Biology student Alex Dombrowski has turned her passion for bees into a physical, lasting legacy on campus.
Alex Dombrowski keeps a spare beekeeping suit in her car.
“I’m always showing people around the hives,” she explains, bending over to pull on a leg of her white canvas coverall. “It’s just easier this way.”
Those hives, set in a clearing on the western side of Bizer Creek on UB’s North Campus, are the culmination of months of collaboration between Dombrowski and David Hoekstra, clinical assistant professor in the biological sciences department, where Dombrowski is a senior honors student. Last year, they bonded over their mutual love of bees, and came up with the idea of building an apiary on campus to conduct research and to introduce apiculture to the bee-curious. Together they secured funding through the Honors Research and Creativity Fund and from UB Sustainability to build and supply six hives—each containing 40,000 bees—plus suits. In May, Dombrowski and Hoekstra picked up their bees from a local garden center and moved them into their new campus home.
Dombrowski’s interest in science—particularly in nature and insects—goes as far back as she can remember. As a child growing up in nearby Clarence, she was “a big fan of worms”; she recalls picking up earthworms from the yard and chasing around her freaked-out older brother. In middle school, she read Sue Monk Kidd’s novel “The Secret Life of Bees” and thought she would one day like to have a hive of her own; then, last summer, she enrolled in a beekeeping apprenticeship program through the garden center. Now, for her honors thesis, she’s exploring the novel idea of supplementing bee diets with mushroom extracts to treat viruses that are threatening populations around the world. She hopes to publish her findings once she’s done and continue working with bees—in grad school and beyond.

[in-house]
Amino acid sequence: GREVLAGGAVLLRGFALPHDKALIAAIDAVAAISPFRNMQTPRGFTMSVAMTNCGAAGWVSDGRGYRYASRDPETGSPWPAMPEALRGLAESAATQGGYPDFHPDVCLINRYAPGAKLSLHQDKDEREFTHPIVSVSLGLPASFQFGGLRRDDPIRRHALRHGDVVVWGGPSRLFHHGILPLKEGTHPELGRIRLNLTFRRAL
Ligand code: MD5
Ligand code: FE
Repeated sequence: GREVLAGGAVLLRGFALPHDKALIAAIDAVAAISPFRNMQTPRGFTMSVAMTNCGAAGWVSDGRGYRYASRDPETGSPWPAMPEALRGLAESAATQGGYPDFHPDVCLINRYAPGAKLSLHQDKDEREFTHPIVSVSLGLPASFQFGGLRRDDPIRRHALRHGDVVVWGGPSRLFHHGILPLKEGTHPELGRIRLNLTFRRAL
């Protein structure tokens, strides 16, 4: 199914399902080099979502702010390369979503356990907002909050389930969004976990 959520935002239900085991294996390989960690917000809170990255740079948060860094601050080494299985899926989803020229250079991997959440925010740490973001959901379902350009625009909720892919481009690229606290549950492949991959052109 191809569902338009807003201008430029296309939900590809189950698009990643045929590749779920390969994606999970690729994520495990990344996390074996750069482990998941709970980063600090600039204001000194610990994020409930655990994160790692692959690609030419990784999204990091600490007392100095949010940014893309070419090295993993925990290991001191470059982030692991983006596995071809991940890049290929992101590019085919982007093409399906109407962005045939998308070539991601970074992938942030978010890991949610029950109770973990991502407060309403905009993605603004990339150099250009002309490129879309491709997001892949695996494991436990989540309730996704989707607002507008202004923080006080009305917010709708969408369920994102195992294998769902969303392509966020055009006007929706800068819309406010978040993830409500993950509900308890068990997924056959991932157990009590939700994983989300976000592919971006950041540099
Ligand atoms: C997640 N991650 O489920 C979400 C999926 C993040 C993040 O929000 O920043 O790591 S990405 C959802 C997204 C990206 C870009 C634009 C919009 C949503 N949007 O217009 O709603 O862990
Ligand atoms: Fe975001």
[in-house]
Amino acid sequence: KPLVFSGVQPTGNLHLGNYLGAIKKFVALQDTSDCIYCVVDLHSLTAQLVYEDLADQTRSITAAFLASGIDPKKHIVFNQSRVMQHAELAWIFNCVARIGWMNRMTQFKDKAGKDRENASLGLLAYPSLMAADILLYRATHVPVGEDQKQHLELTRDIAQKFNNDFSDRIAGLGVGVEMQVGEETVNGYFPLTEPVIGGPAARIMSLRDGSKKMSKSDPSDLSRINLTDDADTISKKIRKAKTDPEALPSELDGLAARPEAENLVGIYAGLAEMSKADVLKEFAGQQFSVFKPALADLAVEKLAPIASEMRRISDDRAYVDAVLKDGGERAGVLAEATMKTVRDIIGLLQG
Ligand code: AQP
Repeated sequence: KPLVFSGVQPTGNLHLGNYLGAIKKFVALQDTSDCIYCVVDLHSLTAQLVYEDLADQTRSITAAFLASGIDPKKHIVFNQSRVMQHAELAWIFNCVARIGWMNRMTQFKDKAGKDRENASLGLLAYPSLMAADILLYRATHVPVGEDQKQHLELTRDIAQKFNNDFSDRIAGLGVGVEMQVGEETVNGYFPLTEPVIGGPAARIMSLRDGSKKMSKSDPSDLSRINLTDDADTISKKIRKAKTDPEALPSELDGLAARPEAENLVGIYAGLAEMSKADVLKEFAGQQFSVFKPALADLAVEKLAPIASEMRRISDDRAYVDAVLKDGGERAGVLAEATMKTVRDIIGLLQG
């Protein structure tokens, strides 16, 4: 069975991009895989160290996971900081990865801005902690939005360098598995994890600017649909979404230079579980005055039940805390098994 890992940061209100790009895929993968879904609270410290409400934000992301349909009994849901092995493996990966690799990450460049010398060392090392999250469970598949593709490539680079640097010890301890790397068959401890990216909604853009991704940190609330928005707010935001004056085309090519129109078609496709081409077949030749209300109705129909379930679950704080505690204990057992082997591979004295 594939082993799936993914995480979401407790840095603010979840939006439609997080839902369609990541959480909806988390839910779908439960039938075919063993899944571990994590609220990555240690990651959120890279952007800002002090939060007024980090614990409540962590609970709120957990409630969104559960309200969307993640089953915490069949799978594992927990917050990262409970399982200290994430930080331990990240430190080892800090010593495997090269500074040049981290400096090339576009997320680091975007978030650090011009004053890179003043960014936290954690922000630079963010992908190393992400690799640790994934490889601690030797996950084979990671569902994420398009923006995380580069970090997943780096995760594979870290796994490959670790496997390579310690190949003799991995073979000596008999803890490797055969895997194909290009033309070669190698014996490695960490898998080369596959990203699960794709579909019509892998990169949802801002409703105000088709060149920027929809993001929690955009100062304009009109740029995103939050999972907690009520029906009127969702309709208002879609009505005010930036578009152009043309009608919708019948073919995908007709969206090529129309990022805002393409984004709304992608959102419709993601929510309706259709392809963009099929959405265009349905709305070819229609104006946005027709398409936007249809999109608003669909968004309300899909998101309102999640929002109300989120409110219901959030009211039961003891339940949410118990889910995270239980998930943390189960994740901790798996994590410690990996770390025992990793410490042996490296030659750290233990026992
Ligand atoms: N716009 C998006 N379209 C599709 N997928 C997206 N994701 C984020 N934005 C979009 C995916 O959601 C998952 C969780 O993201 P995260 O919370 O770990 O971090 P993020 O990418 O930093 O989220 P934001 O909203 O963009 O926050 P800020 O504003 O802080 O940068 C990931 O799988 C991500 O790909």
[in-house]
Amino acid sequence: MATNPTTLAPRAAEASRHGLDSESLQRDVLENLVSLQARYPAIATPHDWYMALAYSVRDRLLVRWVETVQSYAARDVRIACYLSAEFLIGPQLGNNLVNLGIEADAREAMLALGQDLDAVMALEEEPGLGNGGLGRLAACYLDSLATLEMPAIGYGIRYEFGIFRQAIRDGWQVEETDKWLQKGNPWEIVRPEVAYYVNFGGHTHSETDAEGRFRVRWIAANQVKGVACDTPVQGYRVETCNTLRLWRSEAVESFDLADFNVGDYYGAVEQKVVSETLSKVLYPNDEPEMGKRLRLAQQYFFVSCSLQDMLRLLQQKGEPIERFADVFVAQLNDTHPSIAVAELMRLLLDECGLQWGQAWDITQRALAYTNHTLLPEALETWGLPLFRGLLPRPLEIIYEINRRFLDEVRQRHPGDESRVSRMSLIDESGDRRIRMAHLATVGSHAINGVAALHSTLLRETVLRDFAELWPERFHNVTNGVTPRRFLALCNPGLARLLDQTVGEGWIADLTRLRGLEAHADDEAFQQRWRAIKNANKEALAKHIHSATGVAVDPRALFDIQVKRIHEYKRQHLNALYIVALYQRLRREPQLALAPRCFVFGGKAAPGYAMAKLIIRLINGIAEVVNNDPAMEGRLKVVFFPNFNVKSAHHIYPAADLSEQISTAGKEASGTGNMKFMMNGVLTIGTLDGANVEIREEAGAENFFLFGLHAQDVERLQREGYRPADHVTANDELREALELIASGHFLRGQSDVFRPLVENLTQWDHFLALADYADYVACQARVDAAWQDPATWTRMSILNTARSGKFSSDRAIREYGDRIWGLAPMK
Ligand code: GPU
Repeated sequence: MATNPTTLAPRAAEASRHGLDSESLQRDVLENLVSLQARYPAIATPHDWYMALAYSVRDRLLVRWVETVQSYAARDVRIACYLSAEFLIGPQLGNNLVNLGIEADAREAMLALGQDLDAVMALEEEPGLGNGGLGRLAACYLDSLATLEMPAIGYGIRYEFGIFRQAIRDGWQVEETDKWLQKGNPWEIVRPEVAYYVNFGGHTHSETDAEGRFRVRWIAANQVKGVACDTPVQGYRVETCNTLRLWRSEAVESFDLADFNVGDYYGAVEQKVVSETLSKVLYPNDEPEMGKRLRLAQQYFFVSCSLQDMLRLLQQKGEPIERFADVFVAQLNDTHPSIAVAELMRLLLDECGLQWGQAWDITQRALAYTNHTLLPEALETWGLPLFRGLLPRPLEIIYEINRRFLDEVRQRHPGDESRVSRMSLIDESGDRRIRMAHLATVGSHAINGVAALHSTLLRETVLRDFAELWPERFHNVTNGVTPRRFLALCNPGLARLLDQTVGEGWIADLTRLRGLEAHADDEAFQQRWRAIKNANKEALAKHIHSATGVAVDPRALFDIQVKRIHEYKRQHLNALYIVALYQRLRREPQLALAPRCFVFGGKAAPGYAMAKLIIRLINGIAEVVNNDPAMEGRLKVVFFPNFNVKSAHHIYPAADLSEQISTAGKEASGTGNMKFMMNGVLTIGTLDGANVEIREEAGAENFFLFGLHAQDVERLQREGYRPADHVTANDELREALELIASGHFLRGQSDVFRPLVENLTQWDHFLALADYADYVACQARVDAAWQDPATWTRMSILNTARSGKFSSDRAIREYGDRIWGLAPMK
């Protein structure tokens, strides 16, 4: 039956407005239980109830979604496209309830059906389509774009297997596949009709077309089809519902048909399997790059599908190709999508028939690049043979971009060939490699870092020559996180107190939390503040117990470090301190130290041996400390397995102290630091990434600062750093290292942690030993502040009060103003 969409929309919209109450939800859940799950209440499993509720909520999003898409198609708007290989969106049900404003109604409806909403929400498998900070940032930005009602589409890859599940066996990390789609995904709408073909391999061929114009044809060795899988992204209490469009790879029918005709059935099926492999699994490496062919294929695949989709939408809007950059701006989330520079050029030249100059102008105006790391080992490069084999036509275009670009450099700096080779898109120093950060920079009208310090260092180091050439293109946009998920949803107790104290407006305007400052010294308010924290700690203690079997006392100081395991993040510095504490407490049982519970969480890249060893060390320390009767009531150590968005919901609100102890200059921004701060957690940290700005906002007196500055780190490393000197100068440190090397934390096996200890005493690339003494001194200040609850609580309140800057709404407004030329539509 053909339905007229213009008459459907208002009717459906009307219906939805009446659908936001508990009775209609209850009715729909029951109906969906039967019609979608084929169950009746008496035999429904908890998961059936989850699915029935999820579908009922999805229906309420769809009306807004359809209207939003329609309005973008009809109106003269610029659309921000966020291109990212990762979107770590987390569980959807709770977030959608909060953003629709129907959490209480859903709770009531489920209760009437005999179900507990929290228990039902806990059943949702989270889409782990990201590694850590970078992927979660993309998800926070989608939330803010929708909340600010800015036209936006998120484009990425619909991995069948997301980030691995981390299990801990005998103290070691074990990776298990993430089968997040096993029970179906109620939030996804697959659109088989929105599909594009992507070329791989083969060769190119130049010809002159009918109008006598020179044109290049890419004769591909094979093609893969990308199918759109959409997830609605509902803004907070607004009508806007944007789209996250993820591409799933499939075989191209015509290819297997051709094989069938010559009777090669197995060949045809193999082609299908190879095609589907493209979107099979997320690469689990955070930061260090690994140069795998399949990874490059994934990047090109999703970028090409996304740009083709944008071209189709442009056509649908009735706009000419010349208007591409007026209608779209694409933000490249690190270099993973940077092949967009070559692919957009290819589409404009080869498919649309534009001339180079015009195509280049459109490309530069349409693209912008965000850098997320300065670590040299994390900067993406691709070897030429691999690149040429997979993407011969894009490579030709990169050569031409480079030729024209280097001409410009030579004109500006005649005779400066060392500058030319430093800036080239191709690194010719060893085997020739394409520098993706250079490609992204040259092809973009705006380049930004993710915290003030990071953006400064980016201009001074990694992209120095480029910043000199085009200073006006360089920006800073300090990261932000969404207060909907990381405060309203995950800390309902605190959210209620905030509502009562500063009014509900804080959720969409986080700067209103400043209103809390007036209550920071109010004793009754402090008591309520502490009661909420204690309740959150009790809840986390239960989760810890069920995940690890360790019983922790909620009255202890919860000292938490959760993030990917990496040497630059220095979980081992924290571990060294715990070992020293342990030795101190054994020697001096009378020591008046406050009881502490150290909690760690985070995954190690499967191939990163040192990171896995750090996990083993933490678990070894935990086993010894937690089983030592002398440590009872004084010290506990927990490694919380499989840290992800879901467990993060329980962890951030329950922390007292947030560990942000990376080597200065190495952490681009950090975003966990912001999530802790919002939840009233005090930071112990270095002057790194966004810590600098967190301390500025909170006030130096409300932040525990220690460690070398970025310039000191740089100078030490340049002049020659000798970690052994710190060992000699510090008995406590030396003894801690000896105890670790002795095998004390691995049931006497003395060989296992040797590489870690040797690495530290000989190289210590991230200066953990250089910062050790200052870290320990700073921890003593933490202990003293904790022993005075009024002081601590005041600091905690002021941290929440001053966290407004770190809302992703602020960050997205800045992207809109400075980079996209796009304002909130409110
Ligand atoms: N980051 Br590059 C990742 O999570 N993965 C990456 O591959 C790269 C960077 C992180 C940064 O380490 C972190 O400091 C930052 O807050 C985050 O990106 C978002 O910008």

It was not always clear to Dombrowski that she would even make it through college, let alone be pursuing her interests at this level. She has Ehlers-Danlos syndrome, a rare genetic disorder that affects the body’s connective tissues. She wasn’t properly diagnosed until her junior year of high school, despite being born with both of her hips dislocated and, as a cross-country runner in her teen years, having to undergo multiple surgeries to support her ankles with titanium implants. (“Turns out running is the worst thing you can do when you have a joint problem,” she deadpans.) Eventually, she got so sick that she had to leave Mount St. Mary Academy and start home instruction.
So when Dombrowski enrolled at UB in 2016, after taking a year off between high school and college, she worried that she wouldn’t be physically able to handle the workload. In addition to attending weekly physical therapy sessions and having to carefully manage her nutrition, Dombrowski needs frequent naps and occasional marathon periods of sleep, some lasting 14 to 16 hours.
“If I work too hard and crash, I crash,” she says. When she started college, she received an accessibility plan, including make-ups for quizzes in case she ever slept through one.
Now a standout student who has managed to turn her passion into a physical, lasting legacy on campus, Dombrowski brims with confidence—and appreciation.
“I never thought I would have gotten this much done in college,” she says, “and I’m just really grateful for it. My family has always been there. My friends have always been there. And at UB, my professors and the bio department have been overwhelmingly supportive.”
Suited up, Dombrowski approaches one of the colorfully hand-painted hives, courtesy of volunteers from UB Sustainability.
“Hey, ladies,” she says as she pries open the top, exposing the wooden frames laid out like a filing cabinet. Inside, thousands of mostly female honeybees hum in and out of the cells glistening with honey, while hundreds more dart out and toward her.
“Every little thing wants to be loved,” she says, paraphrasing the novel that first hooked her on bees. “Just send the bees love.” The buzzing intensifies, but not in a menacing way. It sounds more like a greeting.